The maiden speech of the new Italian prime minister, Mario Monti, has set out a comprehensive reform strategy to address the challenges facing his country. Monti has made clear that certain measures must be implemented as quickly as possible to create a favorable environment for growth, pursue a balanced budget, implement structural measures and distribute the burden of adjustment fairly.
I wish to stress, in particular, the considerations that Monti is taking into account as a former European Commissioner, an early supporter of proponents of the first European civic forum, “Etats Généraux de l’Europe,” and a founding member of the Spinelli Group, a European political organization favoring further integration.1 In all these positions he has given much thought to the link between Italy and Europe.
He has said that the project inherited from the far-sighted vision of a few eminent politicians—such as Konrad Adenauer, Jean Monnet, Robert Schuman, and, in particular, Alcide De Gasperi—is facing the hardest challenge since its inception. A failure of the European construction would have very serious consequences, preventing Europe from transmitting its values and playing a global role in a world that needs effective multilateral governance. We cannot delude ourselves, according to Monti, that the European Union would survive if the monetary union were to fail. On the contrary, the end of euro would destroy the single market, its rules, and its institutions. It would bring Europe back to the 1950s.
After recalling the need to implement appropriate measures at the European level, the Premier has emphasized that Italy, a founder of the European project, must avoid being perceived as a weak link if it is to participate in the elaboration and implementation of such measures. He has then stressed how important the government’s actions are to the future of the euro. Italy must also convince foreign investors, who hold almost half of its public debt, that it is on a path of gradual but steady reduction of its debt-to-GDP ratio, which is today at the same level of 20 years ago, and the third highest among Organization for Economic Cooperation and Development (OECD) countries. To this end, the new government means to base its action on three pillars: budgetary discipline, growth, and equity.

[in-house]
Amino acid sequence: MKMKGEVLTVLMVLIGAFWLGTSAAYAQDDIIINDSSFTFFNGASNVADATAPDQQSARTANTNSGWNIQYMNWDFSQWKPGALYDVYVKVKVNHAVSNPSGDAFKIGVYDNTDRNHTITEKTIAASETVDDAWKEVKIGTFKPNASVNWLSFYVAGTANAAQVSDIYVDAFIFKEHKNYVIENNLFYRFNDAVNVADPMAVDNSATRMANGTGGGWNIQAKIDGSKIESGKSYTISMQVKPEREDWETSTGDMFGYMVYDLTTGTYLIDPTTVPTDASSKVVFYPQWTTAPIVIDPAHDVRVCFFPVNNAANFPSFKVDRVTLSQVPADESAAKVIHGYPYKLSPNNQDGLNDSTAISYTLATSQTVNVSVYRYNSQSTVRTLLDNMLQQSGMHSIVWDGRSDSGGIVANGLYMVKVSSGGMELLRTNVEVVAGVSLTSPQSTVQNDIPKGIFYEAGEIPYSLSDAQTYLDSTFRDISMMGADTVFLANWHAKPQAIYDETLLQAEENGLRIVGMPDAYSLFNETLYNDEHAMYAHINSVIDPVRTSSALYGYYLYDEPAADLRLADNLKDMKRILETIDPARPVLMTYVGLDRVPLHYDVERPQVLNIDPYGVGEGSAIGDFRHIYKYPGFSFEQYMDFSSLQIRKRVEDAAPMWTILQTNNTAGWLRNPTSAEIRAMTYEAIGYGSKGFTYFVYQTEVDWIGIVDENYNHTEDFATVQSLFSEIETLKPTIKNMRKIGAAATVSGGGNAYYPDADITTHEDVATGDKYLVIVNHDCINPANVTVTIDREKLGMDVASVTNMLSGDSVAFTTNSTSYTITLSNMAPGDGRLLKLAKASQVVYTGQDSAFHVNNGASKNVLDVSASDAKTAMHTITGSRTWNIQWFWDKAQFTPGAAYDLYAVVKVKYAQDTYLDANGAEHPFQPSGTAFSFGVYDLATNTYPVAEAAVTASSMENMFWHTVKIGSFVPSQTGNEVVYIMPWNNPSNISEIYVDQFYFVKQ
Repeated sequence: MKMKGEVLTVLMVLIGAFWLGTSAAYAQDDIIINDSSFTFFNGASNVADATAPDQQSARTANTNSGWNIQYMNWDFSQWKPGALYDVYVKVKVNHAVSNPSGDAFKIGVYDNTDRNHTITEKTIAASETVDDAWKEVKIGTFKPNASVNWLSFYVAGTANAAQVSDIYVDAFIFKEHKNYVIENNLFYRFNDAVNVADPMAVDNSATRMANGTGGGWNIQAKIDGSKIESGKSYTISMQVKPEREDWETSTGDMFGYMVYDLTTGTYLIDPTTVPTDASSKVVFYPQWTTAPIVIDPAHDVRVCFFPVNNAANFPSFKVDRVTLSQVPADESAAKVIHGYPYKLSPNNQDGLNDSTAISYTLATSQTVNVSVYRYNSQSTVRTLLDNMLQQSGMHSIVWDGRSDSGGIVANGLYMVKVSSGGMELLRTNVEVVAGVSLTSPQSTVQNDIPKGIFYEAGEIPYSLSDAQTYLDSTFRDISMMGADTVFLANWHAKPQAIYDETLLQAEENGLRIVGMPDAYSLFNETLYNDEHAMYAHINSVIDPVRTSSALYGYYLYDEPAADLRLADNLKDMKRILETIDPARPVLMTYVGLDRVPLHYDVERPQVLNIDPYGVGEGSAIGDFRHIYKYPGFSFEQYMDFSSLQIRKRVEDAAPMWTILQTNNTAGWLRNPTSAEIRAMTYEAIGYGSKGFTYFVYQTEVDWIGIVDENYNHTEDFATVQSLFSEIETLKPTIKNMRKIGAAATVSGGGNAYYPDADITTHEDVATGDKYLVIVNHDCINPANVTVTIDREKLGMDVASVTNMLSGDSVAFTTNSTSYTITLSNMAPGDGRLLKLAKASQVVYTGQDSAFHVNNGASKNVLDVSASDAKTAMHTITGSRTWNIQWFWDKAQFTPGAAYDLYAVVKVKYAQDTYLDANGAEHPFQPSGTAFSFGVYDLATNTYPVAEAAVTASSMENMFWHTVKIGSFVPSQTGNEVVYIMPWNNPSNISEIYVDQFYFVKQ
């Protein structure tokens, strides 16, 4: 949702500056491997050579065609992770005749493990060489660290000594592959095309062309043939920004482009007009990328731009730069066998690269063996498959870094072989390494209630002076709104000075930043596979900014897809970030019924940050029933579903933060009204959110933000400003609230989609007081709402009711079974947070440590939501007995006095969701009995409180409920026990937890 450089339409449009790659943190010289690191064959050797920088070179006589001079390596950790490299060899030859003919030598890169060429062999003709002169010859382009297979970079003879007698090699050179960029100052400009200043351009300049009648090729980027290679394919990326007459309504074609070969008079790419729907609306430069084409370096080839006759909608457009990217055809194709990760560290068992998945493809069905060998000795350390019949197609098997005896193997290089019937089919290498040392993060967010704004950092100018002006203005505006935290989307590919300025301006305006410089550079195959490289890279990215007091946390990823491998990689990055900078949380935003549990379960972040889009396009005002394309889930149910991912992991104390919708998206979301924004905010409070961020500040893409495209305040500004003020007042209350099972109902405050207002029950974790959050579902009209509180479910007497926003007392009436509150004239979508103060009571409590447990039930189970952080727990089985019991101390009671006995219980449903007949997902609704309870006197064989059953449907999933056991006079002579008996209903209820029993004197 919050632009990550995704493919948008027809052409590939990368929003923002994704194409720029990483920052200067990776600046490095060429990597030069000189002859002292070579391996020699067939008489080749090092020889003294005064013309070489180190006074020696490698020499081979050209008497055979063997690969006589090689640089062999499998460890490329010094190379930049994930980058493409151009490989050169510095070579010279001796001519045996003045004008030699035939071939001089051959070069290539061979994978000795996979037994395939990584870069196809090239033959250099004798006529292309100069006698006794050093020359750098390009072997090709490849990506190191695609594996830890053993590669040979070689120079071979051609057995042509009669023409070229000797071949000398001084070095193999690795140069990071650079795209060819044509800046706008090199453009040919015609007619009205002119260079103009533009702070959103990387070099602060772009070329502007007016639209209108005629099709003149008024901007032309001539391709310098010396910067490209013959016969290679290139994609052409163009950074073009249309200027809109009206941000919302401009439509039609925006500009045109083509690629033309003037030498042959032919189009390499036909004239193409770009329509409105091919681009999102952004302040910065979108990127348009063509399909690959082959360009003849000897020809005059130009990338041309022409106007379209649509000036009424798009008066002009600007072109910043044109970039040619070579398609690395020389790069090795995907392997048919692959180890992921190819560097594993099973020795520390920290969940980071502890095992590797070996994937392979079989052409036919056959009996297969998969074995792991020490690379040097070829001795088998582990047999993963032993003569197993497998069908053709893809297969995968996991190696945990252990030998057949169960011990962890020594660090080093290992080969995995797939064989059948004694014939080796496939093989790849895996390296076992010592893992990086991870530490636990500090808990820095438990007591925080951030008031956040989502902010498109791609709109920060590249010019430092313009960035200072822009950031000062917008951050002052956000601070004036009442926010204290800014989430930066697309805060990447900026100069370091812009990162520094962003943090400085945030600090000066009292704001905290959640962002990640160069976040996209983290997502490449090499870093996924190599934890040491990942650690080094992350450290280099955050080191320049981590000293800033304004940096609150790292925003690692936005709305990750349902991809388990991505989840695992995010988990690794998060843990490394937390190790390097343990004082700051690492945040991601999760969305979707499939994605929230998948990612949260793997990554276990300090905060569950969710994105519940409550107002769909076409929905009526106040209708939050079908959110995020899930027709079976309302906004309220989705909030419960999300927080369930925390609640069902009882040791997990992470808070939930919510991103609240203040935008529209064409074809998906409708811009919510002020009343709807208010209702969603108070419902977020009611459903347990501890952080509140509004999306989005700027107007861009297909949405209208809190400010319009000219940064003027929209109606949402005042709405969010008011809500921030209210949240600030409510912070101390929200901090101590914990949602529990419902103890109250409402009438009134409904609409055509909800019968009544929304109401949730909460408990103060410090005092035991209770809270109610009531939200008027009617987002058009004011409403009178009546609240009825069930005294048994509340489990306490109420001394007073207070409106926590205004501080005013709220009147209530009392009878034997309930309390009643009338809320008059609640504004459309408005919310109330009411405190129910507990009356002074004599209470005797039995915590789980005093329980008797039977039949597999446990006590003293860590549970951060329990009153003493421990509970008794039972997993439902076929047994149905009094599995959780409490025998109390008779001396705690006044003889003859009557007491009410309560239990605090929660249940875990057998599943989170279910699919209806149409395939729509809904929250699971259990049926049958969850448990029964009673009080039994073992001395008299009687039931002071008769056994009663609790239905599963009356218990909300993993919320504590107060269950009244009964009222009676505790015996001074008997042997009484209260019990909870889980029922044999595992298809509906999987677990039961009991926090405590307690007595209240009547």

Monti has stressed that the lack of growth has so far frustrated the goals of a balanced budget and a decline of debt/GDP ratio. For these goals to be credible, growth must be restored. The strategies to restart the growth process have already been clearly indicated by the major Italian research institutions well before they were incorporated in the documents delivered to Italy by the European institutions.2 Starting an effective growth strategy is therefore something that Italy must be able to decide and implement by itself, based on guidelines that are already well known to the country. The European constraints are not to be viewed as an external discipline imposed from abroad. Monti has insisted on this point, in one of the most forceful messages of his speech: “There is no ‘them’ and ‘us,’ because we, the Italians, are Europe.”
1. An organization created to reinforce European integration. Other founding members are Ulrich Beck, Jacques Delors, Amartya Sen, Joschka Fischer, and the late Tommaso Padoa-Schioppa. http://www.spinelligroup.eu/
2. See for example the section on growth in the Concluding Remarks of the Governor of the Bank of Italy last May, based on the analysis in the 2011 Annual Report of the Bank [pdf] (particularly chapters 8–11).